The never realised, but theoretically proposed, solution to adaptable inhabitation by Friedman in the late fifties was typically modern in its essence. It encompasses the now-typical approach to dealing with housing shortages in one region and was at the time site specified to France.
The notion of adaptable space is strived for in design to this day, allowing for functions of varying purpose to be installed within the prebuilt framework. The way this could adapt our interraction with private and public arenas throughout the cityscape would have dramatic effects on the way the city is organised. A city one year could manifest itself in different form the next year. Interchangeability to match the constantly changing world we now live in.
Why is it that such an idea could not catch on? My first notions would be firstly to do with its placement over the city. The original city exists, still, in it’s subtly changing shadow. Is it part of the city? Really? Or does it simply become a new city hovering in the airspace above our heads? My second query would stand in the way it behaves. As a spatial grid to which everything is arranged, do we not have this grid already present in our cities? The current grid to which we design is not so literal - mostly freeform and dependant on physics, law and social acceptance. Would a fixed structure simply serve us as a predefined cage?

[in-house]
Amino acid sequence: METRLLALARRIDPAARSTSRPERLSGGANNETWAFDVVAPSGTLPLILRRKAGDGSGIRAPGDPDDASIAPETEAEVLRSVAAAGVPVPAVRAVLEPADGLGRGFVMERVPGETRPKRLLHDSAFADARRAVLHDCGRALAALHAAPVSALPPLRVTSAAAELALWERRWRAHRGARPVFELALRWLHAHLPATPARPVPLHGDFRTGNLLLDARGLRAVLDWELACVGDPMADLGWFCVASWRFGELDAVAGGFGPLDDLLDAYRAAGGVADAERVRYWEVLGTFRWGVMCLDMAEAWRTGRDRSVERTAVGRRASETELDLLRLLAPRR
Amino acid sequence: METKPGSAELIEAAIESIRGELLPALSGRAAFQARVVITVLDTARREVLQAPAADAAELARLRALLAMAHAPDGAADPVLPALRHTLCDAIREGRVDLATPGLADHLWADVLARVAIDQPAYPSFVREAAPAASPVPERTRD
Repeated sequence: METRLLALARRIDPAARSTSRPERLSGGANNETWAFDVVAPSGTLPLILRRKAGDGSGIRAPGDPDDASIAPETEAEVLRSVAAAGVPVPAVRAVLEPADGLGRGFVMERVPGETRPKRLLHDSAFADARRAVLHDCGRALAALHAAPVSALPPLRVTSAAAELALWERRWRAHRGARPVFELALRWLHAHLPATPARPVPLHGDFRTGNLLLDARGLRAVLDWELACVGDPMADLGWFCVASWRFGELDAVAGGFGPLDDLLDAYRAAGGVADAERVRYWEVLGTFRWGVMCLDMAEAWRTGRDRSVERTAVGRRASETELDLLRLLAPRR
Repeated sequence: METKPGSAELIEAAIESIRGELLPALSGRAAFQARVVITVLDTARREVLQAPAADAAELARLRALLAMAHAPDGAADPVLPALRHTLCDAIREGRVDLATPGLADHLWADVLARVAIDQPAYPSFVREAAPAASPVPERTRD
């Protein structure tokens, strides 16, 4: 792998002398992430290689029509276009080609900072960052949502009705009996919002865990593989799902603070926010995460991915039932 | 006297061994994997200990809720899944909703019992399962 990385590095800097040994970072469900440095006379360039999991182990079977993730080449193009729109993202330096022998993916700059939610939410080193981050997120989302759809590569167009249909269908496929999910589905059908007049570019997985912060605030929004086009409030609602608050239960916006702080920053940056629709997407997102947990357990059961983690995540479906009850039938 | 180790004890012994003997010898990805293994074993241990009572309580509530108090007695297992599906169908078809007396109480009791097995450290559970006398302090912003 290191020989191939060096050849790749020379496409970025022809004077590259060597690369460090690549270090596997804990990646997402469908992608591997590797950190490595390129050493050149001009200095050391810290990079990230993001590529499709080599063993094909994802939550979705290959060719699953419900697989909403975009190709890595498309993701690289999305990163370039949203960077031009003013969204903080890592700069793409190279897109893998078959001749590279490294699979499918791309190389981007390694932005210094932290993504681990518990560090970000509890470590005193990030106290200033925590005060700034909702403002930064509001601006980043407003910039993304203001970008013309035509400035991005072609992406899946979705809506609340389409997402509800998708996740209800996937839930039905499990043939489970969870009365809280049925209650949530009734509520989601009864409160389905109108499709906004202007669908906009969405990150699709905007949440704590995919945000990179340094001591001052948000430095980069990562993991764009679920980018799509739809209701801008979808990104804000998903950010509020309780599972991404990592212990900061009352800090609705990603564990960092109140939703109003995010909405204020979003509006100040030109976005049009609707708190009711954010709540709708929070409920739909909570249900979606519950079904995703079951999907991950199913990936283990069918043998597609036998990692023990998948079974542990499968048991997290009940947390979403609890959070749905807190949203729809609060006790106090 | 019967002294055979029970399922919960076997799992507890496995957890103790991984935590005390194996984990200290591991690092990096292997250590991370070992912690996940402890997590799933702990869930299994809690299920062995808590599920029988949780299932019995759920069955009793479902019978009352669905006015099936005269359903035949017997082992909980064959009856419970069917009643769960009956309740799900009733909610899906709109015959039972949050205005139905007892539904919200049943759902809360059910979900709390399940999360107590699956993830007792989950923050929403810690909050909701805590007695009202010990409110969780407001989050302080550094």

Would such regularised guidance become a release from the stifling freedom we are currently accustomed to? Perhaps, however I can’t help but feel it may have the opposite effect.